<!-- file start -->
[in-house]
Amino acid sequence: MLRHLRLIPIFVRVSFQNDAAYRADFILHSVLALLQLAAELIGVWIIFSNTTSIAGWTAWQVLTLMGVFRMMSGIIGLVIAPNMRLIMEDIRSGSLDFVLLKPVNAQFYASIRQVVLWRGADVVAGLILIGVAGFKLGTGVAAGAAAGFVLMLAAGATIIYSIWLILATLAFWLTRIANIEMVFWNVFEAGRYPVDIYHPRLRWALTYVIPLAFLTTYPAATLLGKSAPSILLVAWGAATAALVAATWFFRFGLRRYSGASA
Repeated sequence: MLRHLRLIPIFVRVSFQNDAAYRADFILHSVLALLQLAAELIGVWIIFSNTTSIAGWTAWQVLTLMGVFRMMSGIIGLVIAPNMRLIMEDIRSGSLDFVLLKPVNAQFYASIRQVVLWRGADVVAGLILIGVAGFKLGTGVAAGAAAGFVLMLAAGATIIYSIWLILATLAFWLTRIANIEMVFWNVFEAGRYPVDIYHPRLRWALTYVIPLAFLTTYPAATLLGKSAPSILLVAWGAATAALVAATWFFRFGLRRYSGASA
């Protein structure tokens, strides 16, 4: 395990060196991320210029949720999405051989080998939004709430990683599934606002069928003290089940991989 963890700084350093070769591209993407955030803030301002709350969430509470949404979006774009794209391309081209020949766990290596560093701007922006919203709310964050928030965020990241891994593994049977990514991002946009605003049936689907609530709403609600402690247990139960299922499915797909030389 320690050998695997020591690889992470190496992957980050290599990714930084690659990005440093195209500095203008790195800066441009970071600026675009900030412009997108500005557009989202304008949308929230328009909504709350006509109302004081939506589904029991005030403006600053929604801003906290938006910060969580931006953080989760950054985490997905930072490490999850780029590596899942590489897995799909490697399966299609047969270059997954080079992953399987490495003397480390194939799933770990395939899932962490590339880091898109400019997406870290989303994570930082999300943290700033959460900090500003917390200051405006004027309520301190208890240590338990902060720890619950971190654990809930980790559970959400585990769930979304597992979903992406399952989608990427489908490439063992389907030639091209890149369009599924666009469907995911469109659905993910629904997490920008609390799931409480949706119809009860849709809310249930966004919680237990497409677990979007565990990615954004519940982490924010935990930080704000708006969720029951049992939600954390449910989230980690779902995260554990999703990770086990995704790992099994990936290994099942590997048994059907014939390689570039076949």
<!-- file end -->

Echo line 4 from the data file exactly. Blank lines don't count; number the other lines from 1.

């Protein structure tokens, strides 16, 4: 395990060196991320210029949720999405051989080998939004709430990683599934606002069928003290089940991989 963890700084350093070769591209993407955030803030301002709350969430509470949404979006774009794209391309081209020949766990290596560093701007922006919203709310964050928030965020990241891994593994049977990514991002946009605003049936689907609530709403609600402690247990139960299922499915797909030389 320690050998695997020591690889992470190496992957980050290599990714930084690659990005440093195209500095203008790195800066441009970071600026675009900030412009997108500005557009989202304008949308929230328009909504709350006509109302004081939506589904029991005030403006600053929604801003906290938006910060969580931006953080989760950054985490997905930072490490999850780029590596899942590489897995799909490697399966299609047969270059997954080079992953399987490495003397480390194939799933770990395939899932962490590339880091898109400019997406870290989303994570930082999300943290700033959460900090500003917390200051405006004027309520301190208890240590338990902060720890619950971190654990809930980790559970959400585990769930979304597992979903992406399952989608990427489908490439063992389907030639091209890149369009599924666009469907995911469109659905993910629904997490920008609390799931409480949706119809009860849709809310249930966004919680237990497409677990979007565990990615954004519940982490924010935990930080704000708006969720029951049992939600954390449910989230980690779902995260554990999703990770086990995704790992099994990936290994099942590997048994059907014939390689570039076949």